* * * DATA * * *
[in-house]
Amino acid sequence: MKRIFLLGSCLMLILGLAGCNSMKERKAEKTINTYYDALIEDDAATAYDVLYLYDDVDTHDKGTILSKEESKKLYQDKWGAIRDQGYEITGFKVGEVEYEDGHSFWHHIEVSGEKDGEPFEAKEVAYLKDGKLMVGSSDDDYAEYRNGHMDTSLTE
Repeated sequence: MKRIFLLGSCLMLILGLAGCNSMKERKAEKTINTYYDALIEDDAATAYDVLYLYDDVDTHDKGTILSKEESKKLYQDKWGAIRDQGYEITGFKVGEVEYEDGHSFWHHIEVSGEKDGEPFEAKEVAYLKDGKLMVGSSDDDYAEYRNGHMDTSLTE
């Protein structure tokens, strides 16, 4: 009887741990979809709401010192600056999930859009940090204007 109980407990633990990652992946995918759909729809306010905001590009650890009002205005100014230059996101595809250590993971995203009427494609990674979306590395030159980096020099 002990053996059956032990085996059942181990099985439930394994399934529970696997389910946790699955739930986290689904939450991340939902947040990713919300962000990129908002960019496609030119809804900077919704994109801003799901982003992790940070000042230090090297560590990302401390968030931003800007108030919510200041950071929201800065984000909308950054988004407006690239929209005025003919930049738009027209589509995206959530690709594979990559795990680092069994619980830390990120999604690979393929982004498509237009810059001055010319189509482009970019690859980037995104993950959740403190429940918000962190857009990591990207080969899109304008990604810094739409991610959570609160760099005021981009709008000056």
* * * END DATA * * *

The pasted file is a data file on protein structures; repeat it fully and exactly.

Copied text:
[in-house]
Amino acid sequence: MKRIFLLGSCLMLILGLAGCNSMKERKAEKTINTYYDALIEDDAATAYDVLYLYDDVDTHDKGTILSKEESKKLYQDKWGAIRDQGYEITGFKVGEVEYEDGHSFWHHIEVSGEKDGEPFEAKEVAYLKDGKLMVGSSDDDYAEYRNGHMDTSLTE
Repeated sequence: MKRIFLLGSCLMLILGLAGCNSMKERKAEKTINTYYDALIEDDAATAYDVLYLYDDVDTHDKGTILSKEESKKLYQDKWGAIRDQGYEITGFKVGEVEYEDGHSFWHHIEVSGEKDGEPFEAKEVAYLKDGKLMVGSSDDDYAEYRNGHMDTSLTE
């Protein structure tokens, strides 16, 4: 009887741990979809709401010192600056999930859009940090204007 109980407990633990990652992946995918759909729809306010905001590009650890009002205005100014230059996101595809250590993971995203009427494609990674979306590395030159980096020099 002990053996059956032990085996059942181990099985439930394994399934529970696997389910946790699955739930986290689904939450991340939902947040990713919300962000990129908002960019496609030119809804900077919704994109801003799901982003992790940070000042230090090297560590990302401390968030931003800007108030919510200041950071929201800065984000909308950054988004407006690239929209005025003919930049738009027209589509995206959530690709594979990559795990680092069994619980830390990120999604690979393929982004498509237009810059001055010319189509482009970019690859980037995104993950959740403190429940918000962190857009990591990207080969899109304008990604810094739409991610959570609160760099005021981009709008000056």